TANZANIA loses one billion US dollars (approximately 1.6tri/-) each year from tax evasion, capital flight and incentives offered to local and foreign investors, according to a new report launched in Dar es Salaam on Tuesday.
The amount in question is almost two times the 621.6bn/- budget for water during the current fiscal year. Reached for comment on Tuesday, the Tanzania Revenue Authority (TRA)'s Commissioner General, Mr Harry Kitilya, said he could not comment on the findings of the report as he had not seen it.
"I have not seen the report and thus I am not in a position to comment on its findings," said the TRA's boss in a telephone interview.
The 68-page report titled; "The one billion dollar question: How can Tanzania stop losing so much tax revenue," shows that a vast amount of potential tax revenue that could be used to reduce poverty does not end up in the government coffers but rather leaves the country.
The study was commissioned by the Interfaith Standing Committee on Economic Justice and Integrity of Creation (ISCJIC), comprising religious leaders from the Christian Council of Tanzania (CCT), Tanzania Episcopal Conference (TEC) and the Muslim Council of Tanzania (Bakwata).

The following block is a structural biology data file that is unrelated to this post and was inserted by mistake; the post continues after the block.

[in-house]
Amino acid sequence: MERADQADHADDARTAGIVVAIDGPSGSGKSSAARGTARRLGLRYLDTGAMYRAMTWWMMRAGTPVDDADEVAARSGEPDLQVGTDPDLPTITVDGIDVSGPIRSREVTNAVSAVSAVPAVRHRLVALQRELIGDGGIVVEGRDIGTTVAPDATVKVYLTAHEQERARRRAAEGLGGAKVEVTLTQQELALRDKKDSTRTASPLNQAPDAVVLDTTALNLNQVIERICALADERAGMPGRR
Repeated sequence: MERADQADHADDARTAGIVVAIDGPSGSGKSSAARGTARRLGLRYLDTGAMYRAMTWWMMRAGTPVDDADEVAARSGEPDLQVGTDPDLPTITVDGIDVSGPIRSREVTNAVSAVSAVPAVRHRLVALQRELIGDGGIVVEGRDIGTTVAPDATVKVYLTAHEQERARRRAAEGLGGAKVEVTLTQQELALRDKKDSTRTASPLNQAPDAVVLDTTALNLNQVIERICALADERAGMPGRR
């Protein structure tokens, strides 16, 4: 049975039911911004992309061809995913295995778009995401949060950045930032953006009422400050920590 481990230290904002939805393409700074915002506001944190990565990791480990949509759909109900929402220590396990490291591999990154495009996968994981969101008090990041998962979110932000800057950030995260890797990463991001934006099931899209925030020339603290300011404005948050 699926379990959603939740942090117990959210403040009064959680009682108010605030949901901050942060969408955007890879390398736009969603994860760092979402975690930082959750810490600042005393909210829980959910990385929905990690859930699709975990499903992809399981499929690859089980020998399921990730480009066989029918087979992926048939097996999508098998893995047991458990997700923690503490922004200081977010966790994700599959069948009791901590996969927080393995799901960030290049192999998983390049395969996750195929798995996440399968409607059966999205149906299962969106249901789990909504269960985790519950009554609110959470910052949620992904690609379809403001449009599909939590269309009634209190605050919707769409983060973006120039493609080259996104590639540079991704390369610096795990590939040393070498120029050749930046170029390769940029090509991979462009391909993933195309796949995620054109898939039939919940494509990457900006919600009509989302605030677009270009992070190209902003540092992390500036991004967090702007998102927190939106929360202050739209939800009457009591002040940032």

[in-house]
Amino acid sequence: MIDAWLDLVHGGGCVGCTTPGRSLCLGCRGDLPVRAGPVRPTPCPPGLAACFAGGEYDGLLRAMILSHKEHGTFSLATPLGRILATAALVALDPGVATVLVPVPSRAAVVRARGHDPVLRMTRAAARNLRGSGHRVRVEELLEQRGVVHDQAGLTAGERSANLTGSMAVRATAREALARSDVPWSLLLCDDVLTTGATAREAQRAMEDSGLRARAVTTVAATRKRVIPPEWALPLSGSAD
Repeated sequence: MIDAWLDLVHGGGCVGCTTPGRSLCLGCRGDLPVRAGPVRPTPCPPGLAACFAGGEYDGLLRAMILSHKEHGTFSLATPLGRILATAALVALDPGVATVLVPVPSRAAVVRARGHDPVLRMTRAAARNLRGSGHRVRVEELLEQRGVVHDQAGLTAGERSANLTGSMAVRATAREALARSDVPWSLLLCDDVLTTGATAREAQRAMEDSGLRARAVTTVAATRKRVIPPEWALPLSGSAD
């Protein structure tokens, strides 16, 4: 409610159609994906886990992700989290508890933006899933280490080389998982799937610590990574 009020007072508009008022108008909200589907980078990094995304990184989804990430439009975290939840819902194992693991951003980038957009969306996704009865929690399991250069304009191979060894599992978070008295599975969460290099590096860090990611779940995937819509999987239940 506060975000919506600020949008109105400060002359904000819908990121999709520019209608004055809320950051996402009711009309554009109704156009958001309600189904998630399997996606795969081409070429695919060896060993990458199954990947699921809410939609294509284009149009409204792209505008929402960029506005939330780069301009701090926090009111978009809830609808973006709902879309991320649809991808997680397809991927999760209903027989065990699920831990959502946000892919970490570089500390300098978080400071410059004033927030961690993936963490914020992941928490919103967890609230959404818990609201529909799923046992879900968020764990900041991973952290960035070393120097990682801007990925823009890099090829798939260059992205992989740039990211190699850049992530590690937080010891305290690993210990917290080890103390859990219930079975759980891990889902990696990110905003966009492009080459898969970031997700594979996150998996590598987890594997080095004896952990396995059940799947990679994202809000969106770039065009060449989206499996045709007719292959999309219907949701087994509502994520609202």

Speaking at the launching ceremony in Dar es Salaam on Tuesday, ISCJIC Chair, Bishop Paulo Ruzoka, expressed concern that the money which could be used to improve the welfare of ordinary Tanzanians was being smuggled abroad. "It is high time incentives and tax waivers to investors were critically analyzed to establish who the major beneficiaries are," Bishop Ruzoka challenged.
The cleric also called for strict monitoring of revenues to enable the country to get rid of dependence on foreign aid. Presenting the findings of the report, Dr Honest Ngowi said that Tanzania's tax potential stands at 21 per cent of the gross domestic product (GDP) but collects only 16 per cent of it. Dr Ngowi was among three researchers who conducted the study.
"Incentives and exemptions were introduced in the 1990's to woe investors at the time when the country was transforming from state to private led economy and the investment climate was poor. "Now that the investment environment has improved we need to ask ourselves whether the waivers are still relevant.
And if so, how are these incentives benefiting small-scale investors like artisan miners?" the don queried. Dr Ngowi, also a lecturer of economics at Mzumbe University, proposed that incentives and tax waivers to investors should be based on productivity and potential to create jobs rather than applying the "one blanket fits all notion."
The don said the study found that only 1.5 million Tanzanians out of 15 million potential taxpayers, pay taxes. It was also revealed in the study that large and multinational companies were the major beneficiaries of tax waivers and incentives, whereas religious organizations accounted for just 0.05 per cent of all tax exemptions.